Don’t Overlook Structures on Property Schedules

Insurance programs with omitted buildings or structures are far too common. Few firms have insurance providing coverage for unlisted buildings or structures. As insurance providers change over time, divisions are bought and sold, or renewal terms become more restrictive, the importance of accurate property schedules is more apparent. Some property programs provide limited coverage for an omitted building or structure, but the problem word is “limited.” The large majority of property programs offer no coverage for an existing building or structure not specifically identified on the statement of values and/or property schedule. Accounts with property in the hundreds of millions or billions of dollars in value often have staggering omissions. Nonbuilding industrial structures, off-site piping arrays, major underground pumping facilities, water towers, owned transformers or power distribution equipment, bridges, communications towers, and individual buildings at multiple building sites are common omissions. Public entity property schedules are plagued with omitted property. Communities with property values in the tens or hundreds of millions of dollars in value regularly have 20 percent to 50 percent of their buildings and/or structures omitted from their schedules. One small city omitted about 40 percent of its total values. An industrial facility omitted the large owned bridge providing its only access. A large regional high school was omitted on a public entity schedule for 20 years. Both insurance programs provided $1 million of coverage for an omitted building or structure. In both instances the extension was nominal when compared to the exposure. What procedures help reduce this problem?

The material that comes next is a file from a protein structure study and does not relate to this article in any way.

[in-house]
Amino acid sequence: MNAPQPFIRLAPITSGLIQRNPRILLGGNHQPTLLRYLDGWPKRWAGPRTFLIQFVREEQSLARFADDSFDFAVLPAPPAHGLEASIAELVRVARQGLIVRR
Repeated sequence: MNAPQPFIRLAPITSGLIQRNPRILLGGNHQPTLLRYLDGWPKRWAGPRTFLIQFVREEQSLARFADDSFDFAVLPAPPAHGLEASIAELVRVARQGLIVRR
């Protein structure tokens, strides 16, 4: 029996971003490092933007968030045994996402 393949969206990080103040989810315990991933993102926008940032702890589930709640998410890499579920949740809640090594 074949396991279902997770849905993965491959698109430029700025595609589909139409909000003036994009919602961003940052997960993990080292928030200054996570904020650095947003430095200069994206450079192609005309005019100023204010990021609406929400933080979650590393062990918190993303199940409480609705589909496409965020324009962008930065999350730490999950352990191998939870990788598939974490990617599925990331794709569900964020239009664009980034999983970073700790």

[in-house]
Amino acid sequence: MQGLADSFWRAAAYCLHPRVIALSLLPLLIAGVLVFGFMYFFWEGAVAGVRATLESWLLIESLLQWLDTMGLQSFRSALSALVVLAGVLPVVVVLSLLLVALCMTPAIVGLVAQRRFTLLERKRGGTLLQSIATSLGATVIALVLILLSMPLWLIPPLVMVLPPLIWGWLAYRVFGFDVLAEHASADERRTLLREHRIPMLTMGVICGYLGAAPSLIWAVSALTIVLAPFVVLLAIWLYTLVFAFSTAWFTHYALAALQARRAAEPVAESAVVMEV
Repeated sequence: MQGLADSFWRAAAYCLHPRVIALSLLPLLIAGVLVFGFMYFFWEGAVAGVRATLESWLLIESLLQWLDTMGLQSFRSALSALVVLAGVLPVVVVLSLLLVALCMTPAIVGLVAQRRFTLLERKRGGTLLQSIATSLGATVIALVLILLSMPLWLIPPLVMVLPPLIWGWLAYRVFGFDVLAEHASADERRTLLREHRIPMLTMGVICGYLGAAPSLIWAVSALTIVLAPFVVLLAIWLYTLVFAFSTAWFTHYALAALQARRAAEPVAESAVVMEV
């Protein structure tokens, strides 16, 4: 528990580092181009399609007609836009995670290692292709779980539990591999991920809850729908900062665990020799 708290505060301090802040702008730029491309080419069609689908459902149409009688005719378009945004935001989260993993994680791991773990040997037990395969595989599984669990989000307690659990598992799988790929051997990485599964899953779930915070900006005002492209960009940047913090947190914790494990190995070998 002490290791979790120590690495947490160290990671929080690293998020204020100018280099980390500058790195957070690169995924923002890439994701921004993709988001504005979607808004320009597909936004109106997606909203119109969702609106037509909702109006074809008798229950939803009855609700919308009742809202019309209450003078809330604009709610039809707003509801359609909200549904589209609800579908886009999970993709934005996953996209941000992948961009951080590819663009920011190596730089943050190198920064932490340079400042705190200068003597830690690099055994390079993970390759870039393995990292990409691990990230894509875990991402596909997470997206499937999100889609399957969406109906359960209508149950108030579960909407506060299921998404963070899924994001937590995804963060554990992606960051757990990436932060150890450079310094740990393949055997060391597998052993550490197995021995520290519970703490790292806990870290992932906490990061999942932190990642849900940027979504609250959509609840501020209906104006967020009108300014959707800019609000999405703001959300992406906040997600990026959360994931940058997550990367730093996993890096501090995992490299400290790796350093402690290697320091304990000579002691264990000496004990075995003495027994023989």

• Change statement of value sequence to a geographic listing with all buildings and structures in a particular location listed as a group.
  • List buildings and structures using a north-to-south and east-to-west sequence. This helps create a mental picture for people familiar with the location.
  • Ask personnel intimately familiar with each location to review the schedules and tell you what has been omitted. Make sure they understand nonbuilding structures and underground equipment need to be included.

By: James R. Mahurin, CPCU, ARM Insurance Audit Franklin, Tennessee